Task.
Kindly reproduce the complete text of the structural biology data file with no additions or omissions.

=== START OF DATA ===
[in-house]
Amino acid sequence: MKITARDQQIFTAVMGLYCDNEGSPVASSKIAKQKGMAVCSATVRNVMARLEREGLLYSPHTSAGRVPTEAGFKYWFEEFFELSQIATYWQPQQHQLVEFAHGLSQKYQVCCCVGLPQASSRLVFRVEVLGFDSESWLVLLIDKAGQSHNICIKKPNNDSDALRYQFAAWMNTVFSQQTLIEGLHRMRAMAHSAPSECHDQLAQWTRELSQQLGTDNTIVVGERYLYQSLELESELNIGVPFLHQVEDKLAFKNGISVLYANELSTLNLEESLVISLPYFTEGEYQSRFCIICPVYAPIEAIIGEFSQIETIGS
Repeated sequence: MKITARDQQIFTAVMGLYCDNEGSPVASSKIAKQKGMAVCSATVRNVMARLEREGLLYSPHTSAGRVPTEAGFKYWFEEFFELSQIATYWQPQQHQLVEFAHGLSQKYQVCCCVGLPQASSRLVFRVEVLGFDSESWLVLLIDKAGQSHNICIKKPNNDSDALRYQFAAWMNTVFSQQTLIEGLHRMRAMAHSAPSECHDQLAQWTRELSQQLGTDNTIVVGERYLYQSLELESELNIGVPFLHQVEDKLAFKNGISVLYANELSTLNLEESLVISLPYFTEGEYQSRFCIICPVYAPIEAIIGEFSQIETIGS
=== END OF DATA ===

[in-house]
Amino acid sequence: MKITARDQQIFTAVMGLYCDNEGSPVASSKIAKQKGMAVCSATVRNVMARLEREGLLYSPHTSAGRVPTEAGFKYWFEEFFELSQIATYWQPQQHQLVEFAHGLSQKYQVCCCVGLPQASSRLVFRVEVLGFDSESWLVLLIDKAGQSHNICIKKPNNDSDALRYQFAAWMNTVFSQQTLIEGLHRMRAMAHSAPSECHDQLAQWTRELSQQLGTDNTIVVGERYLYQSLELESELNIGVPFLHQVEDKLAFKNGISVLYANELSTLNLEESLVISLPYFTEGEYQSRFCIICPVYAPIEAIIGEFSQIETIGS
Repeated sequence: MKITARDQQIFTAVMGLYCDNEGSPVASSKIAKQKGMAVCSATVRNVMARLEREGLLYSPHTSAGRVPTEAGFKYWFEEFFELSQIATYWQPQQHQLVEFAHGLSQKYQVCCCVGLPQASSRLVFRVEVLGFDSESWLVLLIDKAGQSHNICIKKPNNDSDALRYQFAAWMNTVFSQQTLIEGLHRMRAMAHSAPSECHDQLAQWTRELSQQLGTDNTIVVGERYLYQSLELESELNIGVPFLHQVEDKLAFKNGISVLYANELSTLNLEESLVISLPYFTEGEYQSRFCIICPVYAPIEAIIGEFSQIETIGS